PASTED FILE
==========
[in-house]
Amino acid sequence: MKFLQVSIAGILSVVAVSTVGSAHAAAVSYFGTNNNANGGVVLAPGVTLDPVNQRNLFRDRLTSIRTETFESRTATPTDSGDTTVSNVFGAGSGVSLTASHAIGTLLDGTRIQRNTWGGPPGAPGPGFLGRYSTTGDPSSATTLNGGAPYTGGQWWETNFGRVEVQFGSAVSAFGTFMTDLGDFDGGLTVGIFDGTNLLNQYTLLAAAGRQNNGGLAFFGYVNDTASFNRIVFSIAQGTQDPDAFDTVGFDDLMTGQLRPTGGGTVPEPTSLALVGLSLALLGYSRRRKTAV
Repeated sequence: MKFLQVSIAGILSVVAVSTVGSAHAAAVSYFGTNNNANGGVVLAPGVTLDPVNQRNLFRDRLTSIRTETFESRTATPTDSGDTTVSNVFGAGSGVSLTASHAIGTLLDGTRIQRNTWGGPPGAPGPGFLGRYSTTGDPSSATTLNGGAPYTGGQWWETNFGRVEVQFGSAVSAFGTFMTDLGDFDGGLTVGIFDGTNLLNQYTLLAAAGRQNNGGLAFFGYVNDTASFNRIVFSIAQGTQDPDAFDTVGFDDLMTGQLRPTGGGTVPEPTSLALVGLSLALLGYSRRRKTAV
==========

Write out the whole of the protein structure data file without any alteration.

[in-house]
Amino acid sequence: MKFLQVSIAGILSVVAVSTVGSAHAAAVSYFGTNNNANGGVVLAPGVTLDPVNQRNLFRDRLTSIRTETFESRTATPTDSGDTTVSNVFGAGSGVSLTASHAIGTLLDGTRIQRNTWGGPPGAPGPGFLGRYSTTGDPSSATTLNGGAPYTGGQWWETNFGRVEVQFGSAVSAFGTFMTDLGDFDGGLTVGIFDGTNLLNQYTLLAAAGRQNNGGLAFFGYVNDTASFNRIVFSIAQGTQDPDAFDTVGFDDLMTGQLRPTGGGTVPEPTSLALVGLSLALLGYSRRRKTAV
Repeated sequence: MKFLQVSIAGILSVVAVSTVGSAHAAAVSYFGTNNNANGGVVLAPGVTLDPVNQRNLFRDRLTSIRTETFESRTATPTDSGDTTVSNVFGAGSGVSLTASHAIGTLLDGTRIQRNTWGGPPGAPGPGFLGRYSTTGDPSSATTLNGGAPYTGGQWWETNFGRVEVQFGSAVSAFGTFMTDLGDFDGGLTVGIFDGTNLLNQYTLLAAAGRQNNGGLAFFGYVNDTASFNRIVFSIAQGTQDPDAFDTVGFDDLMTGQLRPTGGGTVPEPTSLALVGLSLALLGYSRRRKTAV